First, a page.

Gillian Tett on looking at the world like an anthropologist

Here is an excerpt from an intdrview by Raju Narisetti of Gillian Tett —  the Financial Times markets and finance columnist and US managing editor — for the McKinsey Quarterly, published by McKinsey & Company. She presents a radically different strategy for making sense of the business world today: anthropology.

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In this edition of Author Talks, McKinsey’s Raju Narisetti chats with award-winning financial journalist and anthropology PhD Gillian Tett. In her new book, Anthro-Vision: A New Way to See in Business and Life (Simon & Schuster, June 2021), Tett explores how anthropologists get inside the minds of people to help them understand other cultures and appraise their own environment—from studying big-box warehouses to shedding light on practical questions such as why corporate projects fail and how companies sell products like pet food. An edited excerpt of the conversation follows.Why did you write this book?

I believe that so many of the mistakes that came out of the great financial crisis and so many of the other mistakes that have beset both companies and countries in recent years have occurred because of tunnel vision and a lack of lateral vision, or as I call it, “anthro-vision.”

When the pandemic hit in 2020, there was a lot of discussion about life postpandemic and building back better. And I believe passionately that to build back better, we don’t just need policy debate or gazillions of dollars of stimulus or things like that.

We also need to change the way policy makers, business leaders, financiers, and executives actually think and look at the world around them. And, in a nutshell, people need to move from tunnel vision to lateral vision. The late 20th century was marked by a time when we created these fantastic intellectual tools to navigate the world.

Like economic models, like corporate balance sheets, like big data sets. And they are all brilliant and useful. Let me stress that. But they’re limited. Because you can only use them effectively if you look at context—if you look at the wider environment and culture and issues like that, particularly where that context is changing. And right now the context is changing. So I say we need to look beyond just narrow tunnel-vision models and actually try to look at the wider environment we’re operating in.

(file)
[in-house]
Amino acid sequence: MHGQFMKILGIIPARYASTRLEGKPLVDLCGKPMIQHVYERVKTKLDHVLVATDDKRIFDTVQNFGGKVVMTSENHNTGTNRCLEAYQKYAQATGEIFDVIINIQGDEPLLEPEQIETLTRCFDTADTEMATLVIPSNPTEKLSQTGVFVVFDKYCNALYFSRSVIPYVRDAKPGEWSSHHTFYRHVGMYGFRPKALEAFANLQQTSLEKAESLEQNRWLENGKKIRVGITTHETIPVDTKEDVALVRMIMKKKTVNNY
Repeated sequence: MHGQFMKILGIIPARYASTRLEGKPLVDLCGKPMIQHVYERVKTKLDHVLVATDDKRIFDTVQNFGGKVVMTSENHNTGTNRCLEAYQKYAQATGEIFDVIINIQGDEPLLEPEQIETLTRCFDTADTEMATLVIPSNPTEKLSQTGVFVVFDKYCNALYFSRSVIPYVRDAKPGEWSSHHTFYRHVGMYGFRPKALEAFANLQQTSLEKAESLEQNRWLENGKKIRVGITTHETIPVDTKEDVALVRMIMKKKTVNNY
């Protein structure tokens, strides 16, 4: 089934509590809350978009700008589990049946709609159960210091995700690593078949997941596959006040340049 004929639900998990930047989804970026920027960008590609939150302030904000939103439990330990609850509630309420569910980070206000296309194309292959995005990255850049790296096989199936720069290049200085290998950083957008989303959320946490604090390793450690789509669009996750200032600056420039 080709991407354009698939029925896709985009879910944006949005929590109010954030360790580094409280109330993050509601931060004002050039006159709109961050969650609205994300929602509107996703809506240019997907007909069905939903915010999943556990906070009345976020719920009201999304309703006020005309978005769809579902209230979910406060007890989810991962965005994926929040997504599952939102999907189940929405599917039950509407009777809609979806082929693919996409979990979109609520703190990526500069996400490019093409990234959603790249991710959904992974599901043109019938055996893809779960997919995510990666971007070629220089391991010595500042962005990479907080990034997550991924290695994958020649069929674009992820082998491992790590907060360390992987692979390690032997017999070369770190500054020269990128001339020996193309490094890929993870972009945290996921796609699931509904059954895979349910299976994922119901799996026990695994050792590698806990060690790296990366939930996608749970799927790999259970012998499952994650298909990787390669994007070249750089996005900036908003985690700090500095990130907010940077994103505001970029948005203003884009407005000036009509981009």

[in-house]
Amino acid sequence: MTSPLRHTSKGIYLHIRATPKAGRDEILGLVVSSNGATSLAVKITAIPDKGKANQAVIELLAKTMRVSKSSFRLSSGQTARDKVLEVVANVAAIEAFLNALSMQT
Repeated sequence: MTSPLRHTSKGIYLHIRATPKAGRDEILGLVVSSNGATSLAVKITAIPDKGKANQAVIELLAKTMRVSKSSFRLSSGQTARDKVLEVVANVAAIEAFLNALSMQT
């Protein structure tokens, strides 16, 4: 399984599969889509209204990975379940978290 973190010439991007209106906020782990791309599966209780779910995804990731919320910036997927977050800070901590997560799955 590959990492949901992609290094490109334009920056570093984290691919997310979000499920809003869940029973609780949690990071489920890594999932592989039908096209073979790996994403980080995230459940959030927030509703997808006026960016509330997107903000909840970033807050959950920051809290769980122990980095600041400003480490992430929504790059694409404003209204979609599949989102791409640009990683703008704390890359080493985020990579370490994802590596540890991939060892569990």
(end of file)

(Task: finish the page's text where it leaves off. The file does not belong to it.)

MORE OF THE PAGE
Why can’t medicine alone stop pandemics?

The core message of the book is that social science, anthropology need to be combined with medical science, computer science, economic science to really create an effective new way of building back better and looking at the world. And what’s happened with the pandemic is a classic example of that.

Because to fix the pandemic, you definitely need brilliant medical science. The geniuses who came out and collaborated on the vaccines did an incredible service to humanity. What we learned in the pandemic is that medicine alone doesn’t work unless you also understand the social and cultural context and the incentives shaping people.

What we learned in the pandemic is that medicine alone doesn’t work unless you also understand the social and cultural context and the incentives shaping people.

Because you can have all the vaccines in the world, but if you can’t persuade a population to take them, then you can’t beat a pandemic. In the UK, Gus O’Donnell, the former head of the British civil service, lamented the fact that although the UK government had devised its policy on the back of medical science, it took a very long time for the UK to get ahead of the pandemic because it didn’t look at the social-science component or how humans behave.

Or, to take a more positive example, if you look at why masks are so effective, one way to explain that is because the physical fabric stops germs. Another equally important way to explain it is because the act of putting on a mask is a powerful psychological prompt that reminds people to change their behavior. It’s also a group’s thinking device that tells people, other people and yourself, that you’re adhering to civic norms. And that is incredibly important in a pandemic. Actually, we have known that from anthropology for a long time in Asia. If only Western leaders had not been so full of hubris and learned lessons from Asia earlier on, we probably could have beaten the pandemic a lot earlier.

When COVID-19 started, there were social scientists and doctors who said, “We have to learn the lessons from Ebola as well as from SARS in Asia and apply them to how we devise pandemic policy in the West.”

Now, in some cases, the lessons were learned the same way that New Yorkers were persuaded en masse to embrace masks, which was such a completely alien concept a year ago, particularly because in New York mask wearing wasn’t imposed by rules or laws, as it was in other parts of the world, but instead by social norms.

But in other cases, the issues of social behavioral science were sadly ignored. And the converse of New York’s mask-wearing culture, which I do think has really helped to fight the pandemic, has been London, where the behavioral science was essentially ignored.

The communication went back and forth and back and forth in a completely confusing way. And you ended up with a population that was so grumpy, so angry, that you had a flare-up toward late 2020, which was very damaging indeed for Britain.

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Here is a direct link to the complete interview.




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